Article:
Also, in GNOME, it is possible to have only single theme applied at a time, For Example, if you have used Appearance window in Ubuntu 12.04, you know can can select any single theme from the dropdown, in case you have used gnome-tweak-tool, than you can set different themes, for Gtk, Window frames, and icons, but still, it doesn't allow to target specific applications to theme, so as I said earlier, you can set totally different themes for different applications if you cleverly work with base theme file, as of now, no third party applications can do it by itself.

One way you can do it by yourself is that, let the base theme file (gtk.css) have only essential rules which are neutral to any theme, being dark or light. And have the actual theme design written in app-specific files that reside in above mentioned directory, i.e. for styling Nautilus, you can write all required properties in nautilus.css file. Same with every app you wish to target. Obviously, doing such requires some decent Gtk themeing experience.

You may refer this for creating your own theme using template, Also there's a decent documentation on Gtk+ themeing.

  • 7
    I don't want to create a new theme, I want to assign an existing one.
    – neonboy
    Commented Jun 1, 2012 at 18:38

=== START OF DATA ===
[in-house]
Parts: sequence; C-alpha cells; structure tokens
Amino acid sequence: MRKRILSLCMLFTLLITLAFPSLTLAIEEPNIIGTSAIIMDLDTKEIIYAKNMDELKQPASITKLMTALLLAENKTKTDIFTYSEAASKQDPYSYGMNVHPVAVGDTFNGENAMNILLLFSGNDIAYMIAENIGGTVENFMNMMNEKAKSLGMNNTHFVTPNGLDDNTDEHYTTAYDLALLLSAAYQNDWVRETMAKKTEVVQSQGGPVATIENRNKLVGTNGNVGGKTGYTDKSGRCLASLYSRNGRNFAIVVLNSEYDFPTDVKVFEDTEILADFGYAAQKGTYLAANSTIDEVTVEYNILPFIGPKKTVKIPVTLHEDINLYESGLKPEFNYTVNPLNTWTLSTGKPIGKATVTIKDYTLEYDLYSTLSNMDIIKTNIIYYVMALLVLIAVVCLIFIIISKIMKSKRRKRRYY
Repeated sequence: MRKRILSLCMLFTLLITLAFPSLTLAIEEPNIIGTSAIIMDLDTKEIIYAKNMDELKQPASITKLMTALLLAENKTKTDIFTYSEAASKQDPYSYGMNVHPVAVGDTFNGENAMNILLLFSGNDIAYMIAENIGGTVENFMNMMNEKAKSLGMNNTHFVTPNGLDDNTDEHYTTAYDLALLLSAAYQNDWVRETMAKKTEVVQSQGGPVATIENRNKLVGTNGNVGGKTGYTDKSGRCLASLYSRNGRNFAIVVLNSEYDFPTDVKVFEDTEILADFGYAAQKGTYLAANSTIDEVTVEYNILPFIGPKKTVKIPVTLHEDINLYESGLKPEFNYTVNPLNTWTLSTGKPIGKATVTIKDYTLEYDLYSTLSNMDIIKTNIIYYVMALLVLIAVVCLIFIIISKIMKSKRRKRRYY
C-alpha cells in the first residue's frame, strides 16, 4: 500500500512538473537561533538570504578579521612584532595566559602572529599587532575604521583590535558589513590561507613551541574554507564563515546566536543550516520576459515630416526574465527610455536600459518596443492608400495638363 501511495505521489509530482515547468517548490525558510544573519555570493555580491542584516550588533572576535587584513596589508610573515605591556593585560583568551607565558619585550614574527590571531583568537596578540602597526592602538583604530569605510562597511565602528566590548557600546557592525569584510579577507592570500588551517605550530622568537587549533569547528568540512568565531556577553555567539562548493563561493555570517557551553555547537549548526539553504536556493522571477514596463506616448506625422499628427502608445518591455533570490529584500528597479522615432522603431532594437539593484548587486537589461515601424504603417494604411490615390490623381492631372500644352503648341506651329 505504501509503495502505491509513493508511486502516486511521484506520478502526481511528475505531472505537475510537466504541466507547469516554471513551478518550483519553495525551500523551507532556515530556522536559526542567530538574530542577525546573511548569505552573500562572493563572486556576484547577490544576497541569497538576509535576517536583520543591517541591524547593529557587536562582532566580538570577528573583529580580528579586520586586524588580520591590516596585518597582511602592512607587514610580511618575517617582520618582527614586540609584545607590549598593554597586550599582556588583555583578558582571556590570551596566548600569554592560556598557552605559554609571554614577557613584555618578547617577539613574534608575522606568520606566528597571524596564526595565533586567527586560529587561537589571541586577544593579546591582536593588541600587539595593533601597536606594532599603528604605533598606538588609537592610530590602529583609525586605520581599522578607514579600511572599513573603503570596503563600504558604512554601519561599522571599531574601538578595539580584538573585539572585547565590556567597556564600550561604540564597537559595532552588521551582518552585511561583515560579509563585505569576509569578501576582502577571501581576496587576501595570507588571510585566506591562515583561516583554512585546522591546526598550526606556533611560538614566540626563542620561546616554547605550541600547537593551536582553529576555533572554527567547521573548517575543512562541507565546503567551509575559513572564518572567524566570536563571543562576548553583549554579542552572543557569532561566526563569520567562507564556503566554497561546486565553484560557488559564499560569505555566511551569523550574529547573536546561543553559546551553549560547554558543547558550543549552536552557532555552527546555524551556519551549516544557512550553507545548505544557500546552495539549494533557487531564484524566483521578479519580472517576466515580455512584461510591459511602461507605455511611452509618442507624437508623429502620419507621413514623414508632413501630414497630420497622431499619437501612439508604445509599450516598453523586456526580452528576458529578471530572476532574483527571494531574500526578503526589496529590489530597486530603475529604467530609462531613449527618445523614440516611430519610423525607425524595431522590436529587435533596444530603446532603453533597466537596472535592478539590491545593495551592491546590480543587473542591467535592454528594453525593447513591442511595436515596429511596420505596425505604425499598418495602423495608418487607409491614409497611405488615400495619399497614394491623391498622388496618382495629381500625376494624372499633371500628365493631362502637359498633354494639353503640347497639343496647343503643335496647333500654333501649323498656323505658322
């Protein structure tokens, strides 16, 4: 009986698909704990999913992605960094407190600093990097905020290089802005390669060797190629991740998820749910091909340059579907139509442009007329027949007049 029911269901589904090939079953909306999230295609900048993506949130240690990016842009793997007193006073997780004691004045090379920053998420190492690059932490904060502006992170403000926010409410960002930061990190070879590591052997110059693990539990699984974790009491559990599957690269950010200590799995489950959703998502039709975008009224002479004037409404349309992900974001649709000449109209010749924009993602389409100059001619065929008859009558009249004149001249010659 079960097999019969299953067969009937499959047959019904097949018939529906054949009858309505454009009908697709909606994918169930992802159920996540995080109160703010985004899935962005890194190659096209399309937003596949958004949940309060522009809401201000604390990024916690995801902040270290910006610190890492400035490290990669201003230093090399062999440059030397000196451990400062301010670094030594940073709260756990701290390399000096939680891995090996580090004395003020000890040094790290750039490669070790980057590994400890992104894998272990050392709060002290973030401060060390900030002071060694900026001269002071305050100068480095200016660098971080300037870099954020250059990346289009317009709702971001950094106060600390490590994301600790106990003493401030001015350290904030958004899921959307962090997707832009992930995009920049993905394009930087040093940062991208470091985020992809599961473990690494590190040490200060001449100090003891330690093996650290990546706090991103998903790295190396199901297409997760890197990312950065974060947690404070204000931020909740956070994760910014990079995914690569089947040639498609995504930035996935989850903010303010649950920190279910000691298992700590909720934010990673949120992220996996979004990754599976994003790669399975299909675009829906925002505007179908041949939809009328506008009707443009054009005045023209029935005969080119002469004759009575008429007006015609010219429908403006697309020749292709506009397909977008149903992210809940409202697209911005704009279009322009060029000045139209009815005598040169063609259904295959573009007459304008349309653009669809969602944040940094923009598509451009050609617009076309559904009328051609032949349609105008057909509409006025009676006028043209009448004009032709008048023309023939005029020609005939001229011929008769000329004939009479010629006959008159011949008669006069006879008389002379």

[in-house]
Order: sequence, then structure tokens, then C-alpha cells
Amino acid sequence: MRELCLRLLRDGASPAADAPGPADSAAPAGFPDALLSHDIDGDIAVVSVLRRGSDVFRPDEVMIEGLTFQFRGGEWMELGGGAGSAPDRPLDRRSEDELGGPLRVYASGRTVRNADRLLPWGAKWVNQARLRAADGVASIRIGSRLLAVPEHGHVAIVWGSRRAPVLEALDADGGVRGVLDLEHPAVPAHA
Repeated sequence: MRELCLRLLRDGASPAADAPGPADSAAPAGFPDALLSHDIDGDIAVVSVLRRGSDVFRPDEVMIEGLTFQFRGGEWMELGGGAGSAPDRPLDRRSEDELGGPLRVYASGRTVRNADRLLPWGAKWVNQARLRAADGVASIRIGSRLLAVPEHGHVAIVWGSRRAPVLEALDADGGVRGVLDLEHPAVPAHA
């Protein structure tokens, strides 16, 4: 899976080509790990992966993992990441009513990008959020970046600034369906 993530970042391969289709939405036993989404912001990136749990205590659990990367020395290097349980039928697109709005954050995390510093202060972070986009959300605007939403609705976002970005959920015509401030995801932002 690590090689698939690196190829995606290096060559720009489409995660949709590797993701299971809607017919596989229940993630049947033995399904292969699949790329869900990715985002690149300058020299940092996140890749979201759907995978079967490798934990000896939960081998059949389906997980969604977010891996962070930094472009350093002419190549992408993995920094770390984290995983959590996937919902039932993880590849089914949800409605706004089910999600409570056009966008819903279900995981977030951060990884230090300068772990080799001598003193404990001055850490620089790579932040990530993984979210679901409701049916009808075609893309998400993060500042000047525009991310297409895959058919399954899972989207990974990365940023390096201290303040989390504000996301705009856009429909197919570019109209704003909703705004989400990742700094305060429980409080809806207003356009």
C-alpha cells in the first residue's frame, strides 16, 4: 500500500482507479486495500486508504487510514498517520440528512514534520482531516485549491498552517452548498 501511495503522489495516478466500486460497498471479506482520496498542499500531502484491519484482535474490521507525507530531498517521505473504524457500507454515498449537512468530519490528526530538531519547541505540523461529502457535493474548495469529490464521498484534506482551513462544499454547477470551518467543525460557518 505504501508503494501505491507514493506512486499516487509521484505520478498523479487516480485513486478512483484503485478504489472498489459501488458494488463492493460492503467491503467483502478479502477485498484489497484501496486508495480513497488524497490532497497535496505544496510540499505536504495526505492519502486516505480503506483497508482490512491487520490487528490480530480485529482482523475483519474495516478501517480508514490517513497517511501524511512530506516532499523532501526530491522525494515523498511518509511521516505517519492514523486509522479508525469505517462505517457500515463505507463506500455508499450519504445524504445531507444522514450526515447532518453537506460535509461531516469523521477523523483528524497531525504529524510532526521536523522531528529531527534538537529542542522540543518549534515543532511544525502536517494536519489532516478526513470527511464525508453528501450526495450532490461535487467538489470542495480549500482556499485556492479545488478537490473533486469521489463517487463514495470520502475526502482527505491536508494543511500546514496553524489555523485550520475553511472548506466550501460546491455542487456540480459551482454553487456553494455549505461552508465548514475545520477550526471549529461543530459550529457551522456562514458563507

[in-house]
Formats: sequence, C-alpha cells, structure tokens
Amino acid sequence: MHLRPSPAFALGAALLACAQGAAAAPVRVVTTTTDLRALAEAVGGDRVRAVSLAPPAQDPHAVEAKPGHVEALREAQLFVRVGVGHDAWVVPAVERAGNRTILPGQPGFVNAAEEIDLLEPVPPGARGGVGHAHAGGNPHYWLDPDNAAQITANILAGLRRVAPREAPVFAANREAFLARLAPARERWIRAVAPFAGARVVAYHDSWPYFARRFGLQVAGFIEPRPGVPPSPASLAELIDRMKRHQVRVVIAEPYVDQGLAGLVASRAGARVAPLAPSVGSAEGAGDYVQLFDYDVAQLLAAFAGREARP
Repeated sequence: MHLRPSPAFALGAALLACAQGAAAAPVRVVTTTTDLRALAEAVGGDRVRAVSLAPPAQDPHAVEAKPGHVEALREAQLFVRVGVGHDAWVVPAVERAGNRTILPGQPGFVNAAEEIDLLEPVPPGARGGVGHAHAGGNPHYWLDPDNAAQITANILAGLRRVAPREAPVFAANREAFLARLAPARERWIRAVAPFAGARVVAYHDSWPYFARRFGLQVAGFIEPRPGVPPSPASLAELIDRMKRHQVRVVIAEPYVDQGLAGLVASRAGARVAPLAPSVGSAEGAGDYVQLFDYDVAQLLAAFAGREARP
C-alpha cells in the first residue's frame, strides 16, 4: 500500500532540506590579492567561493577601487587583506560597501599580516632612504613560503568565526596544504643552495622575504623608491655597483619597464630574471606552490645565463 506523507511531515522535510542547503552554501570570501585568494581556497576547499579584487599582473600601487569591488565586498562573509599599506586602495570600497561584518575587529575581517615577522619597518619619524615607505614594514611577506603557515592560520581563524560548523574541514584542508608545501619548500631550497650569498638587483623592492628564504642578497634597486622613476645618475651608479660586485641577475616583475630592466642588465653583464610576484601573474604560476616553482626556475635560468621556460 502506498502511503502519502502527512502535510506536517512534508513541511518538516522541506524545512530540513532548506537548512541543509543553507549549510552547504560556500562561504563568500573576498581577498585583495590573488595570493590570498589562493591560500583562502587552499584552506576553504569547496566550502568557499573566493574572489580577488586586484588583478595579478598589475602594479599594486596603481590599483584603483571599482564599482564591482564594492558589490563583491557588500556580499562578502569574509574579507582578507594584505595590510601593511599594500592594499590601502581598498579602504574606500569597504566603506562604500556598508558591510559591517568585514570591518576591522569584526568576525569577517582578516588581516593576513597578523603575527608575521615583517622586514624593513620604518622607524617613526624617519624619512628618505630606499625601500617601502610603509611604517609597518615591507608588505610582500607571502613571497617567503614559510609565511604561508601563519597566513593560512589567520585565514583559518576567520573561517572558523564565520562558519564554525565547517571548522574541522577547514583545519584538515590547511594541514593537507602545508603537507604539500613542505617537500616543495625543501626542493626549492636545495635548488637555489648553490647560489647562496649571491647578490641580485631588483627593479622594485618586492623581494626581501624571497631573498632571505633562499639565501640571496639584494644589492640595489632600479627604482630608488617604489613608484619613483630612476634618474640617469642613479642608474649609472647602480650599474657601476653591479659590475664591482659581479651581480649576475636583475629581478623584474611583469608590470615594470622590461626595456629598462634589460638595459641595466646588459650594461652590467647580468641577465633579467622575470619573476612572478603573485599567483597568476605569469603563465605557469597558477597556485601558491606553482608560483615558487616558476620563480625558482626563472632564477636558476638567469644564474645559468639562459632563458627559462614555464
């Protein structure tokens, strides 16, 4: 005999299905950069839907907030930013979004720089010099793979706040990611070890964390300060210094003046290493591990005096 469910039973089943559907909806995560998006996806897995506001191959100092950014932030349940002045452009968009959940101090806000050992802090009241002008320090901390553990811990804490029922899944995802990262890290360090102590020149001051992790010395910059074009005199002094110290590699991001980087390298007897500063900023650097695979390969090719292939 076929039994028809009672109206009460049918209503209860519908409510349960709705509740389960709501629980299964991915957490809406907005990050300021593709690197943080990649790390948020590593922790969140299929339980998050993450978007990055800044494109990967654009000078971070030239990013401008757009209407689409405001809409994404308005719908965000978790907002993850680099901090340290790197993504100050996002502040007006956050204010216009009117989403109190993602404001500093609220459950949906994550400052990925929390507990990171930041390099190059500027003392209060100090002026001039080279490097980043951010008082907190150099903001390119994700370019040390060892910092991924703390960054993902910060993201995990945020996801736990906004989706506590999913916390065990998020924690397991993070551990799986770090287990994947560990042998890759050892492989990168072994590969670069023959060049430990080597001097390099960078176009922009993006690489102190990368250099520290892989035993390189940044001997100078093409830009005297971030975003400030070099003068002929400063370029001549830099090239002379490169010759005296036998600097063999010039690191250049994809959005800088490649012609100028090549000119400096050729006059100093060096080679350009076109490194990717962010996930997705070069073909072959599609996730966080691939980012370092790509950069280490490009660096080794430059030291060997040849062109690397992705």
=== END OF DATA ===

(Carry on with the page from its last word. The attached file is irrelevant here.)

• @neonboy: As I said that with GTK3, its not that simple, a theme is distributed across multiple files, and if dependencies are not satisfied, broken theme is all you'll get. That's why I posted the answer that shows possible solution with GTK3, and not GTK2 (in which doing this is fairly easier).
    – Kushal
    Commented Jun 2, 2012 at 3:09

Yes you can, actually I googled and got some answers:

  1. Look for the exact executable for the program you want to change the theme. For example, if you want it for ooffice then type which ooffice in the terminal.
  2. Look for the bin folder where all applications put their binary executables. Type echo $PATH in the terminal and you will ge the path. I recommend you to create a bin folder in your home directory by typing mkdir ~/bin
  3. Type gedit ~/.bashrc to open your bash rc file.
  4. Go to the bottom of this file and add this line export PATH=~/bin:${PATH}

Now we will create a script which will execute your program with custom theme:

  1. Create application's script file by typing: gedit ~/bin/ooffice
  2. Type these lines in the opened file:

    env GTK2_RC_FILES=/usr/share/themes/SlicknessX/gtk-2.0/gtkrc /usr/bin/ooffice "$@"
  3. Change the mode of the file to executable by typing: chmod +x ~/bin/ooffice.

Hope this helps, you have to remember only one thing, the format of the script as shown below:

  • It is certainly possible for GTK2 apps using GTK2_RC_FILES env. variable. Also, what themes are you talking about compiling? The question is about systemwide GTK themes available in Ubuntu.
    – ish
    Commented May 27, 2012 at 9:45
  • 1
    I believe the method you mentioned targets Gtk2.0 while Ubuntu 12.04 uses Gtk3.0 for themes, so if might not work.
    – Kushal
    Commented May 27, 2012 at 10:11
  • 6
    I'm sorry, that's a solution for Gtk2, question is about Gtk3.
    – neonboy
    Commented Jun 1, 2012 at 18:33